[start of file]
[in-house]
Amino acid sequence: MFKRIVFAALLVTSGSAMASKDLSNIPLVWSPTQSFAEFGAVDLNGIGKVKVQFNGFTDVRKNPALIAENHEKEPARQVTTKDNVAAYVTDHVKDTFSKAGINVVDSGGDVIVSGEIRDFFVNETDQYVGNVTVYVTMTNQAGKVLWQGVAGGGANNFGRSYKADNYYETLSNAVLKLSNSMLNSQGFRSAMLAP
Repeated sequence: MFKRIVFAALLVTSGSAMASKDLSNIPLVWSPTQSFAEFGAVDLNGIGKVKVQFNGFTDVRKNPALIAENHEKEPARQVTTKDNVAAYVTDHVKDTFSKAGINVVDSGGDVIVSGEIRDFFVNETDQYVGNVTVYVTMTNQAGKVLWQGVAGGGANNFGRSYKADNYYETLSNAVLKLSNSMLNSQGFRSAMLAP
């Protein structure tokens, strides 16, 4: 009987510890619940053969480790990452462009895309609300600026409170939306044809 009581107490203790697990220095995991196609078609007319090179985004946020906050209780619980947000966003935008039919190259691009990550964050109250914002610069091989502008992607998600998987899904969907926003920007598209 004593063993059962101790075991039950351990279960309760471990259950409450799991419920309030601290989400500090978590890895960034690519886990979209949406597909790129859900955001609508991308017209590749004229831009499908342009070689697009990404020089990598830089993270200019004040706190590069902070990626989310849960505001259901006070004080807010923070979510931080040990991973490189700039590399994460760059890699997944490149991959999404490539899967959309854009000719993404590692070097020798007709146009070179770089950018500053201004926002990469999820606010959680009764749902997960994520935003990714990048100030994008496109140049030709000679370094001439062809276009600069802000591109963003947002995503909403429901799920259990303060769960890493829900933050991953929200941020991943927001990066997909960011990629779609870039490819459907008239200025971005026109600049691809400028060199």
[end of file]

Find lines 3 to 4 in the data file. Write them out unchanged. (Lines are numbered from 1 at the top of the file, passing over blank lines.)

Repeated sequence: MFKRIVFAALLVTSGSAMASKDLSNIPLVWSPTQSFAEFGAVDLNGIGKVKVQFNGFTDVRKNPALIAENHEKEPARQVTTKDNVAAYVTDHVKDTFSKAGINVVDSGGDVIVSGEIRDFFVNETDQYVGNVTVYVTMTNQAGKVLWQGVAGGGANNFGRSYKADNYYETLSNAVLKLSNSMLNSQGFRSAMLAP
């Protein structure tokens, strides 16, 4: 009987510890619940053969480790990452462009895309609300600026409170939306044809 009581107490203790697990220095995991196609078609007319090179985004946020906050209780619980947000966003935008039919190259691009990550964050109250914002610069091989502008992607998600998987899904969907926003920007598209 004593063993059962101790075991039950351990279960309760471990259950409450799991419920309030601290989400500090978590890895960034690519886990979209949406597909790129859900955001609508991308017209590749004229831009499908342009070689697009990404020089990598830089993270200019004040706190590069902070990626989310849960505001259901006070004080807010923070979510931080040990991973490189700039590399994460760059890699997944490149991959999404490539899967959309854009000719993404590692070097020798007709146009070179770089950018500053201004926002990469999820606010959680009764749902997960994520935003990714990048100030994008496109140049030709000679370094001439062809276009600069802000591109963003947002995503909403429901799920259990303060769960890493829900933050991953929200941020991943927001990066997909960011990629779609870039490819459907008239200025971005026109600049691809400028060199």